You're not supposed to ask a lady her age.
But in the case of Keira LeFranc, the winemaker at Stag's Hollow in Okanagan Falls, I just had to inquire.
After all, she looks quite young to be crafting such exceptional wines.
"I just turned 29," said LeFranc with a laugh.
"In fact, my birthday was earlier this month."
LeFranc's quick ascension to winemaker is a product of education, skill, passion and being at the right place at the right time.
LeFranc earned a biology degree at the University of Alberta and Edmonton and then headed to New Zealand to earn a post-graduate diploma in viticulture and oenology.
Upon her return to the Okanagan, she landed a job as a cellar hand at Stag's Hollow in 2017.
By early 2018 she was promoted to assistant winemaker under winemaker Dwight Sick.
Sick moved to Moraine on the Naramata Bench in July 2018 and LeFranc was again promoted, this time to winemaker.
The timing means she had a hand in making the new releases in Stag's Hollow's premium line-up of Renaissance red wines.
LeFranc describes the Renaissance 2017 Pinot Noir ($35) as bold, Okanagan Pinot due to some of the grapes coming from the warmer Stag's Hollow Estate Vineyard.
Other grape come from the cooler Shuttleworth Creek Vineyard in Okanagan Falls.
The resulting blend has an earthy and spicy aroma and taste from the grapes grown on the warmer plot, but a bright strawberry and raspberry profile thanks to the grapes from the cooler vineyard.
This is the Pinot you pair with roast chicken for any meal with mushrooms from pizza to risotto.
When you’re eating a more robust steak, roast or stew, break out the Stag's Hollow Renaissance Meritage 2016 ($45).
Its Bordeaux-style blend of 76% Merlot, 13% Cabernet Sauvignon and 11% Cabernet Franc gives is a hefty character of plum, blackberry, dark chocolate and coffee.
While it's labelled Renaissance 2016 Merlot ($35) the wine is actually 86% Merlot, 7.5% Cabernet Sauvignon and 6.5% Cabernet Franc.
The Merlot contributes the dominant cherry and plum aromas and flavours and the other two varieties add some blackberry, cocoa, black liquorice and dried herb nuances.
Stag's Hollow amassed $6,500 this year for the South Okanagan Raptor Rehab Centre this year by collecting donations rather than tasting fees in the tasting room.
The winery handed the cheque over when centre manager Dale Belvedere and centre chairman Dave Whitton dropped by with Houdini the great horned owl.
"Birds of prey are a key part of a healthy ecosystem in vineyards and surrounding areas, so this relationship is a great fit," said Stag's Hollow founder and manager Linda Pruegger.
Being sold out is a blessing and a curse.
Of course, it's gratifying to Black Widow Winery in Naramata that its wines are so popular most are already sold out.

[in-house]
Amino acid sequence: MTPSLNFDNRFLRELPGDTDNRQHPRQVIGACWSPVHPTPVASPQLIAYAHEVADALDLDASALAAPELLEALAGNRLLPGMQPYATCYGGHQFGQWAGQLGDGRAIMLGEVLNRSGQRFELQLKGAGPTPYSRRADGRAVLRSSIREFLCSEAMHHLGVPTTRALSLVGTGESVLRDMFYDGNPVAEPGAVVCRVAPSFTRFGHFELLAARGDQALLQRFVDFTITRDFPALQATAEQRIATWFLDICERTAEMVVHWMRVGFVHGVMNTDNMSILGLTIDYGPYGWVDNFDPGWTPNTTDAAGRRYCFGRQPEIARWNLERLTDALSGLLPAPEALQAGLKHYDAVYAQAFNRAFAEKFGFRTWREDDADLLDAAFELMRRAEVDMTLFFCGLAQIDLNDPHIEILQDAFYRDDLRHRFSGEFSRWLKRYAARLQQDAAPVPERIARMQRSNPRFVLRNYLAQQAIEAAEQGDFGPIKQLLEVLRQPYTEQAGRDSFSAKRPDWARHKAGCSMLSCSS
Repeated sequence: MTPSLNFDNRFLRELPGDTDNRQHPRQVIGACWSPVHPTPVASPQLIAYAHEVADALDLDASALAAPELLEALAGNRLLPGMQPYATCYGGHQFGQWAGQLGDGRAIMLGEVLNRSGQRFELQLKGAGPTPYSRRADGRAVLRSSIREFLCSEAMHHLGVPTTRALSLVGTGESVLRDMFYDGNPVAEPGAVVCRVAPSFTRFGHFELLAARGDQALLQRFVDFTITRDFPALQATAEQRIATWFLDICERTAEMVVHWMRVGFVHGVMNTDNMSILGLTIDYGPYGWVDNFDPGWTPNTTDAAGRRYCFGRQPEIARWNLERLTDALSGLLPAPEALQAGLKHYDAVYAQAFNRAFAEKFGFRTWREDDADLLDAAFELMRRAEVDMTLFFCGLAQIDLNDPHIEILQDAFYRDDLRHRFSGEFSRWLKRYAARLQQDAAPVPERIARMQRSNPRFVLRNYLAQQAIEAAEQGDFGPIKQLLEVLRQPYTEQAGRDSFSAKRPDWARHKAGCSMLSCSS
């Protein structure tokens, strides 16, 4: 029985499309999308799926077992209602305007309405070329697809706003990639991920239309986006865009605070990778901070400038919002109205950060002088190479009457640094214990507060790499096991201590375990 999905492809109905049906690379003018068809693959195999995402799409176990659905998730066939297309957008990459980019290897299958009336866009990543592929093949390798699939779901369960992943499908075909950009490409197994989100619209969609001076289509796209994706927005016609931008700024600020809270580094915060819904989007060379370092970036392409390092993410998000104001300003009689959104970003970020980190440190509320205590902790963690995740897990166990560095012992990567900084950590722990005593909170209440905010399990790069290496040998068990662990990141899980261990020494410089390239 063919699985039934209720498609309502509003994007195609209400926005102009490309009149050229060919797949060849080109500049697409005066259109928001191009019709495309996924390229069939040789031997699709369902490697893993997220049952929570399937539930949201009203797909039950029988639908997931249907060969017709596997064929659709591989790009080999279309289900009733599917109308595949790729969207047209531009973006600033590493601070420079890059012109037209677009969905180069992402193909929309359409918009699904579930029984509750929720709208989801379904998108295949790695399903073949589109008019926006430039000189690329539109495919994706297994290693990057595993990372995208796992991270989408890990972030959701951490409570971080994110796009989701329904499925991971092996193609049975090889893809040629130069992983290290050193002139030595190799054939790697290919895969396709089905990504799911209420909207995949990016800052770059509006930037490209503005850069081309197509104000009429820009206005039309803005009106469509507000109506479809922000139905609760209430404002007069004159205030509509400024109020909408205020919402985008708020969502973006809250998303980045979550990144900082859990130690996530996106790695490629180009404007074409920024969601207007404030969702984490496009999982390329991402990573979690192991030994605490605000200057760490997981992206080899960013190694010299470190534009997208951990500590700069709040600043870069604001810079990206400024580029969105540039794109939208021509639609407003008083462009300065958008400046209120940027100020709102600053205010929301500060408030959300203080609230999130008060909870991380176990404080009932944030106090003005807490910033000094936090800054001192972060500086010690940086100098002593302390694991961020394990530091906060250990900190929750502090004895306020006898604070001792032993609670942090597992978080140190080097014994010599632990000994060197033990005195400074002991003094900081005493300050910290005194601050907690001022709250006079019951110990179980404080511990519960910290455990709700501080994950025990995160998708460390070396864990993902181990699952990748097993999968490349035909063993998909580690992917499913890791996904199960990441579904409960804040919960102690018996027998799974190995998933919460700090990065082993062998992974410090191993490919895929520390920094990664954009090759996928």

But, it's also frustrating, for both the winery and wine lovers, that sales of all the reds and many whites will have to wait until the next wave of new releases.
However, there's a silver lining here.
Black Widow still has stock of two whites – the 2018 Pinot Gris ($20) and the 2018 Oasis ($20).
The pink-tinged Pinot Gris reminded me slightly of apple cider because it's so refreshingly apple-and-pear.
A great drink on its own, with cheese or paired to chicken or fish dinner.
Oasis is a blend of Pinot Gris, Gewurztraminer and Schonburger.
As such, it's a yummy and aromatic sipper that will give you flavours of apple, melon, gooseberry and lychee.
Keep on top of when new releases happen by joining Club Web (a clever tie-in to Black Widow's name and the webs such spiders weave) and checking out BlackWidowWinery.com.
Which Okanagan chef will qualify for the Canadian Culinary Championships in Ottawa, Jan. 31-Feb. 1?
The Great Kitchen Party on Friday at Kelowna's Delta Grand hotel will determine a winner from the seven chefs creating dishes for six judges and the hundreds of others who buy a ticket to enjoy the food, wine and atmosphere.
The chefs are Andrea Callan from Indigenous World Winery's Red Fox Club (West Kelowna), Brock Bowes of CrAsian Foods (Kelowna), Jeff Van Geest of Tinhorn Creek Winery's Miradoro (Oliver, Chris Braun of Raudz Regional Table (Kelowna), Rob Walker from Big White Ski Resort, Kai Koroll from 50th Parallel Winery's Block One (Lake Country) and James Holmes from Salt & Brick (Kelowna).
The top Okanagan chef will join a dozen other qualifiers from other Great Kitchen Parties across the country at the national final in Ottawa.
For nine years, Kelowna was home to the Canadian Culinary Championship until organizers decided to switch it up and move the championships to Ottawa for 2020.
Kelowna's Great Kitchen Party will start with a tribute to Harry McWatters, an Okanagan wine legend, who passed away at age 74 in the summer.
Kelowna's own Olympic gold medallist in ski-cross, Kelsey Serwa, will be the master of ceremonies.
And there will be entertainment by Jim Cuddy of Blue Rodeo, Neil Osborne of 54-40 and violinist Anne Lindsay.
Tickets are $300 at GreatKitchenParty.com.
Steve MacNaull is a reporter at The Okanagan Weekend. Reach him at email@example.com. Also listen to Steve's Okanagan Wine & Dine show exclusively on digital radio station OkanaganValleyRadio.com on Saturdays at 11:15 a.m. If you miss it then, it's always available in the podcast vault.